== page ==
Removing Tear Stains from Pet Fur

by Doris Donnerman
(last updated February 17, 2009)

It is normal for pets with light-colored fur to, over time, develop dark-colored stains under their eyes. These stains are caused by the iron content in the animal's tears, which causes a "rusting" effect as the tears dry. Even those animals with darker fur get these stains; it is just simply easier to see the stains on the lighter-colored fur. This purely cosmetic problem has a very easy solution, though it does require a little work on your part.

First, you need to ensure that your pet does not actually have an eye infection. There are a number of signs that may indicate that your pet may have an eye infection. The main ones that you want to keep an eye out for (no pun intended) are if there is a thick, cloudy discharge, eyes that are frequently bloodshot, a growth on the eyelid, or a strong odor being emitted from the area of the stains. If you notice any of these warning signs, be sure to take your pet in for a check up as quickly as possible. Once any medical condition has been ruled out as a cause for the stains, you may proceed to the next step in removing the stains.

Removing the stains simply requires that there be a little haircut given to your pet. Trim around the eyes to remove the stained hair. Unless you are a very skilled pet groomer, you may want to take your pet into a trained professional. Working near Fluffy's eyes with sharp objects can be dangerous; one slip and your next stop would be to purchase a poochie pirate patch.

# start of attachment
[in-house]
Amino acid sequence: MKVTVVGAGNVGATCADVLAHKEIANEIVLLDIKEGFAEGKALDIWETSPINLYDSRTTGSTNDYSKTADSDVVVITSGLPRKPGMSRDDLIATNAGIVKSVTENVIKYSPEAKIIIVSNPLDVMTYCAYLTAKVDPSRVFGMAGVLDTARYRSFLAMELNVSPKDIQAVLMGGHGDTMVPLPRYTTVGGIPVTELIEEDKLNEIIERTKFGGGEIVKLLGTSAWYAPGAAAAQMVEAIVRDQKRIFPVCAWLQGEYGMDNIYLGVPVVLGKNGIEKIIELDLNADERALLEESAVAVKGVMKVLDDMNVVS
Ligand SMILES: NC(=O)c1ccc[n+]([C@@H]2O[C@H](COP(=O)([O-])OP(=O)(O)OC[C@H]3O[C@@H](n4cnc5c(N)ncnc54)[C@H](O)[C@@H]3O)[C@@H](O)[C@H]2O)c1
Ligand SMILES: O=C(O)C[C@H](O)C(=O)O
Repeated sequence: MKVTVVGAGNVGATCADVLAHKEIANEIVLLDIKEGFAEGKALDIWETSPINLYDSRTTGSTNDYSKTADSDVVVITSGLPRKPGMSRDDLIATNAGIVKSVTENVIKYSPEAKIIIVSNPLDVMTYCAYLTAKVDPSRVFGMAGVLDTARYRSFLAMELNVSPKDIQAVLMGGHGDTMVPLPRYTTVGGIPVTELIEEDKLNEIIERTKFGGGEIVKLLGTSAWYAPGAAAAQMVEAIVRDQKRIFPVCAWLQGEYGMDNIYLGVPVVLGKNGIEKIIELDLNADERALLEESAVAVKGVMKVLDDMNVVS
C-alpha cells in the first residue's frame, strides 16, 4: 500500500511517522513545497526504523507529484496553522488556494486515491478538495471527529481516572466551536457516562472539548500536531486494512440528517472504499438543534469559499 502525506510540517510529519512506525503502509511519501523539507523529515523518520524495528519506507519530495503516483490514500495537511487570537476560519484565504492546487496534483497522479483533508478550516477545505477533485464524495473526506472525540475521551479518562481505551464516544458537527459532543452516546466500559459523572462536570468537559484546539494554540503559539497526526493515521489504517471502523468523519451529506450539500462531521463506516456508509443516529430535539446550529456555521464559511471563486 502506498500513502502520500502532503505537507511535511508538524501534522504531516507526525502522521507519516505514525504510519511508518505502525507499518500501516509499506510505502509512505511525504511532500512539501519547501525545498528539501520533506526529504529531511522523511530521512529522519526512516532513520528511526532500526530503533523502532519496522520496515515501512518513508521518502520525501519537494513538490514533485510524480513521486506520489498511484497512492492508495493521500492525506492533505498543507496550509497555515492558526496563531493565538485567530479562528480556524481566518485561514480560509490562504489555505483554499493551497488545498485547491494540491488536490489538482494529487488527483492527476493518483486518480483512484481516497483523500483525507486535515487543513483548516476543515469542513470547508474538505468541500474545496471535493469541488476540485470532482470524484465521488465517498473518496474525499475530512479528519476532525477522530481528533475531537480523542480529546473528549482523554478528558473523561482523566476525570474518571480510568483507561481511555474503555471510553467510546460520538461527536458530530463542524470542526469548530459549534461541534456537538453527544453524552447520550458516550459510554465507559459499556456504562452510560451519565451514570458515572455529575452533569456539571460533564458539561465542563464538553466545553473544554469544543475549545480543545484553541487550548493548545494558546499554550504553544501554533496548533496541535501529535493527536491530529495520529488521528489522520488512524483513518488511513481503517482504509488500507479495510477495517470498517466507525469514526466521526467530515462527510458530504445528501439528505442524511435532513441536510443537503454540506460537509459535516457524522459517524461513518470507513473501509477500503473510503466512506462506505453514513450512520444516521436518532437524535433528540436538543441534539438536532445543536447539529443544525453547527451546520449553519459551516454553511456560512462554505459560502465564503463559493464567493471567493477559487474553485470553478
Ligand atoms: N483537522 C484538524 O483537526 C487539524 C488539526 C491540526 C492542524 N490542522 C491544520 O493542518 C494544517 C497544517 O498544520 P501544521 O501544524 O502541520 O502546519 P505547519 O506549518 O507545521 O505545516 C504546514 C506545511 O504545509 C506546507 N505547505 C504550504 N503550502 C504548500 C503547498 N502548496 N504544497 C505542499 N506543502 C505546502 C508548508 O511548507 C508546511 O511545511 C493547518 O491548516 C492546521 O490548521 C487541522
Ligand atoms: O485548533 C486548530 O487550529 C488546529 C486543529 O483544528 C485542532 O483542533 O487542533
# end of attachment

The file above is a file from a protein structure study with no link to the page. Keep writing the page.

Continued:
Once the hair has been trimmed, there are a couple of options you can use to keep the stains from returning. The first option is that you can keep the hair trimmed from that point on. This would allow time for the tears to dry without getting into the fur surrounding the eyes and thus staining them. The second option is that you can simply wipe around the eyes of your pet with a wash cloth that has been moistened with clean water. While this makes the fur wet, it does remove the tears and their iron content before they can dry and stain the fur.

One method that you may hear suggested is to apply antibiotic ointments around the eyes to avoid the stains. This really isn't a good idea and should be avoided. The reason is simple: As with most medicines, those ointments are problem-specific. If used incorrectly they could lead to eye damage for your pet.

Author Bio

Doris Donnerman

Doris is a jack of all trades, writing on a variety of topics. Her articles have helped enlighten and entertain thousands over the years. ...

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